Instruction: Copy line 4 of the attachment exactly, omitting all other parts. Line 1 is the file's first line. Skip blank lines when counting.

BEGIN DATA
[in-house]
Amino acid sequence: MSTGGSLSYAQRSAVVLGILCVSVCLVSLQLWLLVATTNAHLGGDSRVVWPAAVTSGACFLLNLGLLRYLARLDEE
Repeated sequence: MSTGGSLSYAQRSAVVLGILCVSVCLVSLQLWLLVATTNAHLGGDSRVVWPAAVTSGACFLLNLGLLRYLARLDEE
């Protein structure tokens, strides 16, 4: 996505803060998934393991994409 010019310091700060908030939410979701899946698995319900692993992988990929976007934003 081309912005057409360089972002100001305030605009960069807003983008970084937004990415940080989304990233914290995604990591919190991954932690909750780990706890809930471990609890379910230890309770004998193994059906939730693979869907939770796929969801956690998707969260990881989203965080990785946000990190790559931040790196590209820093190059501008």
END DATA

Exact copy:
């Protein structure tokens, strides 16, 4: 996505803060998934393991994409 010019310091700060908030939410979701899946698995319900692993992988990929976007934003 081309912005057409360089972002100001305030605009960069807003983008970084937004990415940080989304990233914290995604990591919190991954932690909750780990706890809930471990609890379910230890309770004998193994059906939730693979869907939770796929969801956690998707969260990881989203965080990785946000990190790559931040790196590209820093190059501008």